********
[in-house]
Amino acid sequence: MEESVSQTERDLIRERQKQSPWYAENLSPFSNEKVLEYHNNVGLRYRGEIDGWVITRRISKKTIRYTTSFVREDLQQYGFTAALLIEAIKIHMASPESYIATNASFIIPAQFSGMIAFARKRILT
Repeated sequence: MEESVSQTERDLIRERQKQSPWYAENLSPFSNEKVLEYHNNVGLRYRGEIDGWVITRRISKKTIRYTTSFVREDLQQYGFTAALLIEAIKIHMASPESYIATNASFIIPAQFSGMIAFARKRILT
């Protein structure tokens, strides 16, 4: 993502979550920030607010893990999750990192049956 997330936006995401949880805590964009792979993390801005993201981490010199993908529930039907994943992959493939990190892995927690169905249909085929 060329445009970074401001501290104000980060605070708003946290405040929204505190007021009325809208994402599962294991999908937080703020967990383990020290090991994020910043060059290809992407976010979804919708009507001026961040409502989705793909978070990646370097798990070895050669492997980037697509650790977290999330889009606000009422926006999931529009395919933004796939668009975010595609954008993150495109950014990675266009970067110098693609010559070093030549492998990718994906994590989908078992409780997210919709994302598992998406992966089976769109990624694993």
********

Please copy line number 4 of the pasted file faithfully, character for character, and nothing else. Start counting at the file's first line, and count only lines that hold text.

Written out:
């Protein structure tokens, strides 16, 4: 993502979550920030607010893990999750990192049956 997330936006995401949880805590964009792979993390801005993201981490010199993908529930039907994943992959493939990190892995927690169905249909085929 060329445009970074401001501290104000980060605070708003946290405040929204505190007021009325809208994402599962294991999908937080703020967990383990020290090991994020910043060059290809992407976010979804919708009507001026961040409502989705793909978070990646370097798990070895050669492997980037697509650790977290999330889009606000009422926006999931529009395919933004796939668009975010595609954008993150495109950014990675266009970067110098693609010559070093030549492998990718994906994590989908078992409780997210919709994302598992998406992966089976769109990624694993």